figure out where it is. Zoom in a little bit closer. If I need to make sure it's nice and sharp and then I'm going to get it back and then I can shoot my photo and I'm gonna be absolutely positive. That's it. It's in focus now. Fuji has a feature that I love on their camera, and I hope we see this on other cameras. It's a focusing scale here on the bottom and on this one. When you turn the lens, it's gonna move the focusing. But it's also going to show you with the blue line. How much will be in focus. Depth of field wise. Peaking is something that we're seeing on a lot more cameras. Most all of the cameras will have this. Now. Even some of the SL Ours will have it in the live view mode and it shimmers areas in highlight that it is in focus and this is a good general system. But if you are focusing with a really shallow depth of field lands, this may not be the best system. It's good but not fantastic, because it's showing you a region and sometimes you need to be more precise than this region is showing you dual images, a unique one for Fuji. And if you think I'm talking fuji up, I think they do a good job on a few things. And when you do something unique, that's helpful. I'm gonna give him some credit points there, and so they have a second image over here. To the right is you can see you can move that box around and choose something else outside of the centre frame. And that's gonna be your magnification point. So you get one box where you can see everything one box where you can magnify. And if you don't like that, you can customize it and reverse him. So the big boxes for focusing and the small box is for composition. Fuji also has a digital split image. I'm not a big fan of this, but it is kind of interesting, and this mimics the way we used to focus on. The older camels re used to have this split image, usually a micro prism split image finder, and sometimes they would put the split horizontally. Sometimes they would do it diagonally, and we would line up vertical wines. And when they are vertical, we know that we've got things correct, and they could do this in black and white in color now on the modern cameras. And so there's a number of neat new options on this. And so one of the things that I would imagine for somebody who is new to photography at this point is that you might be feeling overwhelmed at the options because there are so many options for focusing. So I decided toe lay them all out so that we could see them. So we have manual focus options and autofocus options, and this first slide is just for DSL. Ours. All right, so you can use the viewfinder. It's simple, and it's fast. But if you really want to be precise, you used the act the LCD on the back of the camera cause it's gonna be very, very accurate, cause you can see exactly what the lens have seen. With auto focus, we have single autofocus, and then from there we congenitally choose single point group point and all points. The single point is going to be very precise cause you get to choose exactly where it needs to be the middle one is not as precise, but it's a little bit easier because you don't have to be as accurate in pointing it. And then we have all points, which is really fast and easy. But it's the least precise, at least versatile, because it's just choosing whatever is closest in all those points. Then we have the option of continuous focusing. We could do continuous with single point, but that's just really hard to keep that pinpoint on your subject. So I don't even recommend this option here. Ah, group point is great for action. This is what I think is best for action photography, and second best for action is using all points. Sometimes this will work just fine. It depends on the types of subjects that you are shooting Now. You can also go in tow, live you on your camera to focus, and there are focusing options down here where you can use single and it's generally kind of slow a little bit faster with the cannon systems. The continuous is very slow in live, you and I don't recommend using that, really for most anybody, and then there is also face recognition and There are some people who are all really up on face detection, and I love it when there's one face when there's two faces and they're changing, it is kind of choosing itself. Now on some cameras, you could press a button and switch faces or have it scroll through the faces. And so it's gonna work in some cases really well. Other cases not so well with a single face. It could do a really good job and some of the systems. And I'm trying to remember if it's Olympus that allows you to focus on left. I write. I think there's a couple of ones out there, and so if somebody's like this, you typically want their right. I, because it's closer to you and focus if they're like this, you want their left eye because it's closer to you. And so you could choose left eye or right eye in focus, or just focus on the face. Depending on how shallow, adept the field that you're working with, and so different tools for solving different problems. Let's look at the muralist focusing options, which are similar with a few more in here. Auto focus. We have single autofocus with a single point. Same thing, very precise. The group point a little bit easier because you have a larger area and then you have all points, which is very, very general in that regard. Getting into well, actually, we have one more. We do have the face detection down here, which can work very well. As I say, I like it with single faces and then we get into continuous. Don't recommend the pinpoint like the small group. And then, if you need to, you can use all if it's very, very erratic motion and then the face detection and I could add in may be subject tracking here where it's just you pick and object. And I'm trying to think Nikon Nikon does a pretty good job of doing a subject tracking where it can actually you lock in on a subject and move it around, and it's just moves right around with it. It really kind of recognizes this shape and color of that object and can do a very good job of that. You can manually focus with a mere list camera, and it's gonna be very similar because it can use all of these things use the digital assistance, the magnification, the Peking, whatever system you like and works for the type of stuff that you're doing now with the mere list camera, you can focus equally well with the viewfinder or the LCD on the back of the camera. But in bright, light situations, it's gonna be easier to see the viewfinder because you're gonna have your eye up to it. You're not gonna have that sunlight hitting the screen the way you do on the LCD on the back of the camera. And so that LCD is great just for an alternate point of view. And you know, some of the cameras have flip out screens that you can get in all sorts of different directions, and that could be really handy with those cameras there.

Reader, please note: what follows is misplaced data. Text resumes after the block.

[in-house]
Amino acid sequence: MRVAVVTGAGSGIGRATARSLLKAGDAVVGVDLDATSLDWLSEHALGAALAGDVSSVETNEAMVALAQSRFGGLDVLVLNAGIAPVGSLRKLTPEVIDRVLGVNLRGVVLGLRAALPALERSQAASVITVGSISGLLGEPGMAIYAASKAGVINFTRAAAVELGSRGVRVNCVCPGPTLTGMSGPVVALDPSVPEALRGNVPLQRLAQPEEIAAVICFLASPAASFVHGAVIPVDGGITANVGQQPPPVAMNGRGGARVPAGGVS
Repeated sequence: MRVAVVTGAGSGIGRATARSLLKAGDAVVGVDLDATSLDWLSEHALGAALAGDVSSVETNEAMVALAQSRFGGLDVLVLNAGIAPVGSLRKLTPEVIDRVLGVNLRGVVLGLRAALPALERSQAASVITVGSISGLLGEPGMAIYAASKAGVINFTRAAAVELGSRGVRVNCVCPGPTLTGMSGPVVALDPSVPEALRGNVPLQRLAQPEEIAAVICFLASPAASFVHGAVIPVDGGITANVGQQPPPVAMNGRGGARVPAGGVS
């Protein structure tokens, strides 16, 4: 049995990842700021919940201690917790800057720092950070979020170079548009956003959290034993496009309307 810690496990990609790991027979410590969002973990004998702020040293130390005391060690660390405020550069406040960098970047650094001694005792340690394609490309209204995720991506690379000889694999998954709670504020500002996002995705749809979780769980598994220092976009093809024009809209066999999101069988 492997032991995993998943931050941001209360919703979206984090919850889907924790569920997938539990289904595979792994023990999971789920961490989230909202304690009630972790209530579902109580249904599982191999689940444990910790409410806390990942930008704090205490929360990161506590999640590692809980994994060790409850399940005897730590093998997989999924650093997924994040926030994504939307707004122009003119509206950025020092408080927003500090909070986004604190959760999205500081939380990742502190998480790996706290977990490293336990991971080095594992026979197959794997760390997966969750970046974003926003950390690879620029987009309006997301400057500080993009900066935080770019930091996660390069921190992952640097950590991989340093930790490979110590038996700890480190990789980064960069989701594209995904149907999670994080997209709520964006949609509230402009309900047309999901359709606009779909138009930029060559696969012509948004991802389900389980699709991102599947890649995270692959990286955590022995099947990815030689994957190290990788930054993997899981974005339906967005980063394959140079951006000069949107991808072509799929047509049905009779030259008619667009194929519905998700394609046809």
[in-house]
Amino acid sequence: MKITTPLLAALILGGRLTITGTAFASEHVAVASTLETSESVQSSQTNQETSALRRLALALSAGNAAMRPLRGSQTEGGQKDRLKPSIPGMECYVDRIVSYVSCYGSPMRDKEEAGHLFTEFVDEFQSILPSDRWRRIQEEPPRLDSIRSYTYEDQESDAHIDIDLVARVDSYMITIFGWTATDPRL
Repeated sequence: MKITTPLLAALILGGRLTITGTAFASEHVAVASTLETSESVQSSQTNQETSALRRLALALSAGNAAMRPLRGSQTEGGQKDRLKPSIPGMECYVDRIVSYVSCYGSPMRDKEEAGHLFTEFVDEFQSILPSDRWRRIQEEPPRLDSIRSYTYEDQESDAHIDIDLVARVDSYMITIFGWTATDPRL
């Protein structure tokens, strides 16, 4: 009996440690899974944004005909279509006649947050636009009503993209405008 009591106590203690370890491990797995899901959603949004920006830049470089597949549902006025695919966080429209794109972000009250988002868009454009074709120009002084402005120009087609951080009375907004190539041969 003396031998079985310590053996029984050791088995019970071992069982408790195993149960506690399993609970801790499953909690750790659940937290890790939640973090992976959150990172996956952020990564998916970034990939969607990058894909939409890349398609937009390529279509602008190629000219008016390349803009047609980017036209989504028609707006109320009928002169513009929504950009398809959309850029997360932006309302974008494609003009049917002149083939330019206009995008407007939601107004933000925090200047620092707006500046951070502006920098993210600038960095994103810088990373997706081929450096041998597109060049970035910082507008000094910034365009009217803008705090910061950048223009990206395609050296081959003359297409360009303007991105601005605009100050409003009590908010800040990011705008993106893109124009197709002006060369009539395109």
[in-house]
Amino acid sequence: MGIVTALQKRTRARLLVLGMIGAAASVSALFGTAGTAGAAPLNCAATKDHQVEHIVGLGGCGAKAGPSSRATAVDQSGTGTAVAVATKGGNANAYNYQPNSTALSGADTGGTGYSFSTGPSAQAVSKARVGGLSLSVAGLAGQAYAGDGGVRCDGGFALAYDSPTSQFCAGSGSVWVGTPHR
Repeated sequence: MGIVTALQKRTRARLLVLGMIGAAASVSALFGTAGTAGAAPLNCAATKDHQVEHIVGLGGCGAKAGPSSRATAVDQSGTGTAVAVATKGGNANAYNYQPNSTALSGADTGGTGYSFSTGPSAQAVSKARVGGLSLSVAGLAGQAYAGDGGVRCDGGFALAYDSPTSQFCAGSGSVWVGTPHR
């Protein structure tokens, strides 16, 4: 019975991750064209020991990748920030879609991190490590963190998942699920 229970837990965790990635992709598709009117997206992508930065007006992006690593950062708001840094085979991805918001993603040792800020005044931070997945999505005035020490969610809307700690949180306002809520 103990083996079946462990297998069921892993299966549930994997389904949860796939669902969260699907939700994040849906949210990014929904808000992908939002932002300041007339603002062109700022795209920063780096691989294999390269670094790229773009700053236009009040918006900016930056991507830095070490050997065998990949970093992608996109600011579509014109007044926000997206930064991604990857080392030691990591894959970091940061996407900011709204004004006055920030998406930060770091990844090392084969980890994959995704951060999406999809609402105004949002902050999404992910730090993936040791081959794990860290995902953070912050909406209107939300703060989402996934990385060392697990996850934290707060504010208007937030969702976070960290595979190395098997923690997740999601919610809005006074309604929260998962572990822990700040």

Class Description


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As a photographer, you will need to master the technical basics of the camera and form an understanding of the kind of equipment you need. The Fundamentals of Digital Photography will also teach something even more important (and crucial for success) - how to bring your creative vision to fruition.

Taught by seasoned photographer John Greengo, the Fundamentals of Digital Photography places emphasis on quality visuals and experiential learning. In this course, you’ll learn:

  • How to bring together the elements of manual mode to create an evocative image: shutter speed, aperture, and image composition.
  • How to choose the right gear, and develop efficient workflow.
  • How to recognize and take advantage of beautiful natural light.

John will teach you to step back from your images and think critically about your motivations, process, and ultimate goals for your photography project. You’ll learn to analyze your vision and identify areas for growth. John will also explore the difference between the world seen by the human eye and the world seen by the camera sensor. By forming an awareness of the gap between the two, you will be able to use your equipment to its greatest potential.